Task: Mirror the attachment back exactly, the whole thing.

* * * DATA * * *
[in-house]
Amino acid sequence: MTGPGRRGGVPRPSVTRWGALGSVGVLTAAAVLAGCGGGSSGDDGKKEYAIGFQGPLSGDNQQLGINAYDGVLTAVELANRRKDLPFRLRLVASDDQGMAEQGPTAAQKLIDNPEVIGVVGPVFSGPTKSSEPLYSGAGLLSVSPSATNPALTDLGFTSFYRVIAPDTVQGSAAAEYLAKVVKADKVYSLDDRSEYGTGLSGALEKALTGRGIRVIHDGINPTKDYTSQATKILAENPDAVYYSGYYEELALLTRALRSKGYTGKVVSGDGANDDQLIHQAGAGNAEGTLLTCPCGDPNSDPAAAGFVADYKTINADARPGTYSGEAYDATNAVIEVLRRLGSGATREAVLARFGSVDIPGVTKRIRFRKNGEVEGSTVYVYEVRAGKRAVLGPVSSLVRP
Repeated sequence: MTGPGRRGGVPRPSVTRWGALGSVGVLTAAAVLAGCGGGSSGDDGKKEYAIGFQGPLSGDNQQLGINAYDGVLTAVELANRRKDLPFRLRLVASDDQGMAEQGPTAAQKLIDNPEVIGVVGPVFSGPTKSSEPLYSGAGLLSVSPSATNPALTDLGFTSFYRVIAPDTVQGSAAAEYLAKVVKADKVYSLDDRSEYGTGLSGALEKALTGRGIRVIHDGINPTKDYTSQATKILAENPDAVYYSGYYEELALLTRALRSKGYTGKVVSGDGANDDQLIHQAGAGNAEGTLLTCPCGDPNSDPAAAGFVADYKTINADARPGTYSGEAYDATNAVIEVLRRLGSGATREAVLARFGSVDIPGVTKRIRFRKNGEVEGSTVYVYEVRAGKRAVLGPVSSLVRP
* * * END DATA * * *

[in-house]
Amino acid sequence: MTGPGRRGGVPRPSVTRWGALGSVGVLTAAAVLAGCGGGSSGDDGKKEYAIGFQGPLSGDNQQLGINAYDGVLTAVELANRRKDLPFRLRLVASDDQGMAEQGPTAAQKLIDNPEVIGVVGPVFSGPTKSSEPLYSGAGLLSVSPSATNPALTDLGFTSFYRVIAPDTVQGSAAAEYLAKVVKADKVYSLDDRSEYGTGLSGALEKALTGRGIRVIHDGINPTKDYTSQATKILAENPDAVYYSGYYEELALLTRALRSKGYTGKVVSGDGANDDQLIHQAGAGNAEGTLLTCPCGDPNSDPAAAGFVADYKTINADARPGTYSGEAYDATNAVIEVLRRLGSGATREAVLARFGSVDIPGVTKRIRFRKNGEVEGSTVYVYEVRAGKRAVLGPVSSLVRP
Repeated sequence: MTGPGRRGGVPRPSVTRWGALGSVGVLTAAAVLAGCGGGSSGDDGKKEYAIGFQGPLSGDNQQLGINAYDGVLTAVELANRRKDLPFRLRLVASDDQGMAEQGPTAAQKLIDNPEVIGVVGPVFSGPTKSSEPLYSGAGLLSVSPSATNPALTDLGFTSFYRVIAPDTVQGSAAAEYLAKVVKADKVYSLDDRSEYGTGLSGALEKALTGRGIRVIHDGINPTKDYTSQATKILAENPDAVYYSGYYEELALLTRALRSKGYTGKVVSGDGANDDQLIHQAGAGNAEGTLLTCPCGDPNSDPAAAGFVADYKTINADARPGTYSGEAYDATNAVIEVLRRLGSGATREAVLARFGSVDIPGVTKRIRFRKNGEVEGSTVYVYEVRAGKRAVLGPVSSLVRP